I started seeing a lot of great press on how Amazon had beat Apple and Google to the punch with their new cloud based music player, so I thought I would check it out. (Knowing Amazon’s history of great systems, I was really looking forward to seeing what they had come up with.)

Well, I downloaded the player and thought, huh, this looks very rudimentary. (That may be giving it too much of a compliment.  More on the interface later.)

I clicked on the button to upload my music and it started scanning my computer for music.  It scanned over 14,000 songs and did not find any it could upload!  It turns out it only can deal with low resolution MP3 and AAC.  Since all of my music is in AIFF (my preferred format for best sound), I had to convert to MP3.  I decided to try one song to start with, an acoustic Alanis Morissette song I use a lot for testing.  I then did the manual upload.  Interestingly enough, I am on high speed RoadRunner, yet it still took a full minute to upload one low resolution MP3 file.

I plugged my Grado headphones into my new Peachtree Music Box (I’m blogging soon on this little jewel) which is now connected to a Windows 7 Dell computer.  I clicked play and the song started playing immediately.  My first thought was something must be broken. This particular track starts with very deep and detailed bass information from a bass guitar and kick drum.  However, there was just no bass at all.  At first I thought, maybe the MP3 down rez had screwed it up badly, so I went to my J River player I use for Windows and played back the down resolution MP3 file I had there for uploading.  While it did not sound nearly as good as the AIFF version, it had the bass information. Unlike the Amazon playback, it was also not covered in a distorted haze.   My opinion of the sound on the Amazon Cloud Player: big time thumbs down!

So, I started thinking: maybe there is some other benefit to this system that would outweigh the horrible audio performance. (Yeah, right.) I dived into the player.  Well, to sum it up, there is nothing.  Its player adds nothing of value.  You just see your albums, artists, songs, and playlists.  Amazon could not even find cover art for the stuff I uploaded, even though they sell the music in their store and have the cover art on their site.  And speaking of their storefront where they sell music, that is where I think they really missed the boat.  As most of you know, digital music has meta tags identifying a whole bunch of information about the song including artist, album, name, time, etc.  Amazon, as one of the worlds largest resellers of music, has all of this information on their website.  It would have been cool for their cloud based player to pull information back in from their site based on those meta tags.  They could pull in reviews, album information and heaven forbid, even show you some songs you might want to purchase.  Did they do any of this?  Heck no!   Amazon Cloud Player interface: another big time thumbs down.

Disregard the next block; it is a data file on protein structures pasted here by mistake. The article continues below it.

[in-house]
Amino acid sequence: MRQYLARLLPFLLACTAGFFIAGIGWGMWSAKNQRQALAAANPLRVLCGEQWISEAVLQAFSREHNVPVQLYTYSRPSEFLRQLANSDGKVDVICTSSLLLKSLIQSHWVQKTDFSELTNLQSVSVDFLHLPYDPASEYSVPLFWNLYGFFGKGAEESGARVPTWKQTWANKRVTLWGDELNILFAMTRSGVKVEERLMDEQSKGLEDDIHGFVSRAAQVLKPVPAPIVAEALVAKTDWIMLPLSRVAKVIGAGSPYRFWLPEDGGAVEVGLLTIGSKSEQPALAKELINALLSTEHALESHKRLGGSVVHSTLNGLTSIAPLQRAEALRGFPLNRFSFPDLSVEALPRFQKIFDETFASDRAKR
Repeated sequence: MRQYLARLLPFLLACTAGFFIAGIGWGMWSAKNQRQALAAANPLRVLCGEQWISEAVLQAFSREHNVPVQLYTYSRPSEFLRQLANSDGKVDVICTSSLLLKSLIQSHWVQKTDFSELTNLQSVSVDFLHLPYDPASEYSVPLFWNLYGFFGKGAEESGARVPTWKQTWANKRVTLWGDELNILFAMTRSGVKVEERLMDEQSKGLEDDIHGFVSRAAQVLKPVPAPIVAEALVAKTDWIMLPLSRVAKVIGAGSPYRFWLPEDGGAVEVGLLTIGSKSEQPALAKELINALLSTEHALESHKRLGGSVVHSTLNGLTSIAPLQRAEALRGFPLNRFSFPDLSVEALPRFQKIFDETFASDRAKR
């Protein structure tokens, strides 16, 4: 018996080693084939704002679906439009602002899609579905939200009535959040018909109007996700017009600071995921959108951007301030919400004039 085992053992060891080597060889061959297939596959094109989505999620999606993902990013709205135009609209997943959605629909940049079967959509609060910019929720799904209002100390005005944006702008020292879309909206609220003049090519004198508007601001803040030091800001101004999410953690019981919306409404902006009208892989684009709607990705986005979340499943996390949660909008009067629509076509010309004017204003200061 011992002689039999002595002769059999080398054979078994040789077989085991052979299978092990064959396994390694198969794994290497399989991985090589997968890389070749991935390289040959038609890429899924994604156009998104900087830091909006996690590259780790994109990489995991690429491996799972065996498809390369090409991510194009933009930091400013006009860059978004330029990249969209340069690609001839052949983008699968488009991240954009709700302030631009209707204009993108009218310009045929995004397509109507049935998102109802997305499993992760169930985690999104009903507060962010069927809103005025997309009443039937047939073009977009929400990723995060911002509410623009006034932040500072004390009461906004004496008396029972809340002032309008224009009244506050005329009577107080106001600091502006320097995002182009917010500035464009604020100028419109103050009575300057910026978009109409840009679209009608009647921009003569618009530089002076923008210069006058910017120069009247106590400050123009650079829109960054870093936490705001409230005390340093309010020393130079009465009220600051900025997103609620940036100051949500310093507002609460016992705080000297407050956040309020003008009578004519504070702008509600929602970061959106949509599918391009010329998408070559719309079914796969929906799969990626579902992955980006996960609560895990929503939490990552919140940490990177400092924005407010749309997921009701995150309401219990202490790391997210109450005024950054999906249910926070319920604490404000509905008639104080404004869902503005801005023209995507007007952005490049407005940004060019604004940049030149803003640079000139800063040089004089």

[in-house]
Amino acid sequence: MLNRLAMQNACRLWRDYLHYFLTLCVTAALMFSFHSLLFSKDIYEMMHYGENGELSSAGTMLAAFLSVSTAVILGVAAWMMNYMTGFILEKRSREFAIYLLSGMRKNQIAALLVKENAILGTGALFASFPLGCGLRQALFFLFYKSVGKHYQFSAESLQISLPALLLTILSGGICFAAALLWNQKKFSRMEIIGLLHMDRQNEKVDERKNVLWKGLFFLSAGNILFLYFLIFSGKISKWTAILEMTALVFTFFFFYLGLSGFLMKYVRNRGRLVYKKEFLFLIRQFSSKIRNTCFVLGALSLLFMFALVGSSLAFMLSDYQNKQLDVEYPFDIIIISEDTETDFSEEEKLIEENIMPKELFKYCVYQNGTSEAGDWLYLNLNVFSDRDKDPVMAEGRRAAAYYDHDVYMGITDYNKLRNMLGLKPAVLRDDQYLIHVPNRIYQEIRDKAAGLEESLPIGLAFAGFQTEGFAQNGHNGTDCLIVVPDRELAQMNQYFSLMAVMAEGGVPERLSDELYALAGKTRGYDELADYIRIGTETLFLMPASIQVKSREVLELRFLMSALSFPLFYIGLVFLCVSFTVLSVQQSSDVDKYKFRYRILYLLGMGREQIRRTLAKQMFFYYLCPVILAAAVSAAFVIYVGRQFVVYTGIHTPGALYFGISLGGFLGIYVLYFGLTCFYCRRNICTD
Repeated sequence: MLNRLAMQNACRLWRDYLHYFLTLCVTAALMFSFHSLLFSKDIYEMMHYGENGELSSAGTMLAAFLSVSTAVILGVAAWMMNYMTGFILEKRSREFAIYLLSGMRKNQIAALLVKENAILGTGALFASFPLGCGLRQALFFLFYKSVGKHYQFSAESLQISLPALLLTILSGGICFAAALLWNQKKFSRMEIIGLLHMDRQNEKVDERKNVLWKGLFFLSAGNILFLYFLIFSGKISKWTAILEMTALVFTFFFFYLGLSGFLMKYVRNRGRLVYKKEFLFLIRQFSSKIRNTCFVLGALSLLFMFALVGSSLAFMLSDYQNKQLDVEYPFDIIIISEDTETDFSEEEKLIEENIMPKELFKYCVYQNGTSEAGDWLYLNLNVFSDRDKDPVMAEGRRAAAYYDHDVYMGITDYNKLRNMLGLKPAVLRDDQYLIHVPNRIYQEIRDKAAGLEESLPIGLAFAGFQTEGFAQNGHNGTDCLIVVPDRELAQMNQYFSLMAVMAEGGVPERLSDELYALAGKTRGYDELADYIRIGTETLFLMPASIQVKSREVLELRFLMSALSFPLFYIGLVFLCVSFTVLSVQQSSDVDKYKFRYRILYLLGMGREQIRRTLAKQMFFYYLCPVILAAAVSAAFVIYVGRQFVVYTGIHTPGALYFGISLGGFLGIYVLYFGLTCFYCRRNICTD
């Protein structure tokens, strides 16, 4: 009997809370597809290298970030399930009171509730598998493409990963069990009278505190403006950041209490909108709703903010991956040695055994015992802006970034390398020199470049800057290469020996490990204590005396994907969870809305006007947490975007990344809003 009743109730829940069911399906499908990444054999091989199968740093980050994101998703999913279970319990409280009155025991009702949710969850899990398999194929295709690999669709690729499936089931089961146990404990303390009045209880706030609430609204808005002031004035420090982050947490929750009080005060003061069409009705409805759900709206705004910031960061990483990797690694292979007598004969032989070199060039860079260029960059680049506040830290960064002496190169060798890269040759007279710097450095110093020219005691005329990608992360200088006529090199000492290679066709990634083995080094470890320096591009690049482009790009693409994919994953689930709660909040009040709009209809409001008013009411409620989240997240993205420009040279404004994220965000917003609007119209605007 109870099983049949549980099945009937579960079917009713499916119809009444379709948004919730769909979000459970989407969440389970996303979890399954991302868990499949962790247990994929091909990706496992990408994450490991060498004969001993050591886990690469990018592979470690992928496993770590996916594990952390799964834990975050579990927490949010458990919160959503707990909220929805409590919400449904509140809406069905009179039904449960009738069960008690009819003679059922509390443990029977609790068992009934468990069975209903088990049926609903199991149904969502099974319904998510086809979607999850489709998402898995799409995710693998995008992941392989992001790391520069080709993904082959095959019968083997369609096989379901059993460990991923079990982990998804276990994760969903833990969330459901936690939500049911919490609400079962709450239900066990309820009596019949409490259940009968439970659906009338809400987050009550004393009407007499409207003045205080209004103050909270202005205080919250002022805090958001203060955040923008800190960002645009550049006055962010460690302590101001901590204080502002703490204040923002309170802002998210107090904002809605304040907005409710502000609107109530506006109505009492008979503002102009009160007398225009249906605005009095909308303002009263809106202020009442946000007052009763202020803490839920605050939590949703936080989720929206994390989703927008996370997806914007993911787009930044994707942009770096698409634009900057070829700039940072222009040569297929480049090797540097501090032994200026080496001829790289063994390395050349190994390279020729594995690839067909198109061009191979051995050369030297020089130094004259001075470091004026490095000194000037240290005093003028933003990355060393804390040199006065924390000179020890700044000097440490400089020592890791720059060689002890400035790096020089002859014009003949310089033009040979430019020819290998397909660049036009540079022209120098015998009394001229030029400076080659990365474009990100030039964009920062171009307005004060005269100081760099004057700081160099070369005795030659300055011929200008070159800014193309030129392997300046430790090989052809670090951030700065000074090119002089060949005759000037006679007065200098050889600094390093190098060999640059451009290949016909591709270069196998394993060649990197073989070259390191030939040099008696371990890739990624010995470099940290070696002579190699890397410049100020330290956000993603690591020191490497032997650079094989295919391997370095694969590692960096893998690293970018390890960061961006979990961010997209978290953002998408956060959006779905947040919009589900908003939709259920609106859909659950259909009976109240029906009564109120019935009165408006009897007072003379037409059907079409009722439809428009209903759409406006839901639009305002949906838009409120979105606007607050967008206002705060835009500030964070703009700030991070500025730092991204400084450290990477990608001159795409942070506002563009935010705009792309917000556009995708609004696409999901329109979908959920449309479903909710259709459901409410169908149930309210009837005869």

Lastly I thought, perhaps this cloud based system would let you have just tons of music stored you could access from anywhere. That would be kind of cool if I was traveling and had access to tens of thousands of songs I had uploaded.  So I clicked on the little icon to upgrade my storage capability just to see how much this might cost.  I had to do a double take on the pricing which I show below.  They actually want $1000 per YEAR for 1TB of cloud storage. Yes, per year!!!! A quick check of current prices for external hard drives shows you can buy 1TB of storage for under $99!!!!!  Are they out of their minds??

So can someone help me out here?  Amazon is getting all kinds of good press for beating Apple and Google to the punch with their cloud based music system.  Did any of these people actually investigate the offering?  Don’t get me wrong, the idea is great.  One thing is for sure, their first attempt does not set the bar very high for whatever Apple or Google are planning!